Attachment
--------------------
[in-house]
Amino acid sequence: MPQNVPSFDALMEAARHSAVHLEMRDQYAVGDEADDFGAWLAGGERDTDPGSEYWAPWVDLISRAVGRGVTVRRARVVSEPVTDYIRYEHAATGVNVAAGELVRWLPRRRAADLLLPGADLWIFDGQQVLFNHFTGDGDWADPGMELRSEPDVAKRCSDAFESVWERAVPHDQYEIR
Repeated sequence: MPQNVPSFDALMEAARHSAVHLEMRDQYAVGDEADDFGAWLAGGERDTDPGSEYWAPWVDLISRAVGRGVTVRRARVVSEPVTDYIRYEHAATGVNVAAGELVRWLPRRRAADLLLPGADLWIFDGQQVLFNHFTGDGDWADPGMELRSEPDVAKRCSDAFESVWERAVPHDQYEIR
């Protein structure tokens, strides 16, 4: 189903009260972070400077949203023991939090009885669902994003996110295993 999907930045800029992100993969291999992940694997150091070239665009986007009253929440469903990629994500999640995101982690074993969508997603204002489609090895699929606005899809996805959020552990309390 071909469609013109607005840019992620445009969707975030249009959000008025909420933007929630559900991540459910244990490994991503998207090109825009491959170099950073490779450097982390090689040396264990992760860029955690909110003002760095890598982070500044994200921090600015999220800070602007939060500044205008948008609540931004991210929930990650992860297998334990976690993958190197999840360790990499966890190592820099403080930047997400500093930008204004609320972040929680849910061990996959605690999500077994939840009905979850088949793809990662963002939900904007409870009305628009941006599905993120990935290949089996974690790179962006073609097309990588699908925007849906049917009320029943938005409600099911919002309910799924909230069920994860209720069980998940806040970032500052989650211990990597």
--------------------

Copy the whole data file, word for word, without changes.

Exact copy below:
[in-house]
Amino acid sequence: MPQNVPSFDALMEAARHSAVHLEMRDQYAVGDEADDFGAWLAGGERDTDPGSEYWAPWVDLISRAVGRGVTVRRARVVSEPVTDYIRYEHAATGVNVAAGELVRWLPRRRAADLLLPGADLWIFDGQQVLFNHFTGDGDWADPGMELRSEPDVAKRCSDAFESVWERAVPHDQYEIR
Repeated sequence: MPQNVPSFDALMEAARHSAVHLEMRDQYAVGDEADDFGAWLAGGERDTDPGSEYWAPWVDLISRAVGRGVTVRRARVVSEPVTDYIRYEHAATGVNVAAGELVRWLPRRRAADLLLPGADLWIFDGQQVLFNHFTGDGDWADPGMELRSEPDVAKRCSDAFESVWERAVPHDQYEIR
């Protein structure tokens, strides 16, 4: 189903009260972070400077949203023991939090009885669902994003996110295993 999907930045800029992100993969291999992940694997150091070239665009986007009253929440469903990629994500999640995101982690074993969508997603204002489609090895699929606005899809996805959020552990309390 071909469609013109607005840019992620445009969707975030249009959000008025909420933007929630559900991540459910244990490994991503998207090109825009491959170099950073490779450097982390090689040396264990992760860029955690909110003002760095890598982070500044994200921090600015999220800070602007939060500044205008948008609540931004991210929930990650992860297998334990976690993958190197999840360790990499966890190592820099403080930047997400500093930008204004609320972040929680849910061990996959605690999500077994939840009905979850088949793809990662963002939900904007409870009305628009941006599905993120990935290949089996974690790179962006073609097309990588699908925007849906049917009320029943938005409600099911919002309910799924909230069920994860209720069980998940806040970032500052989650211990990597």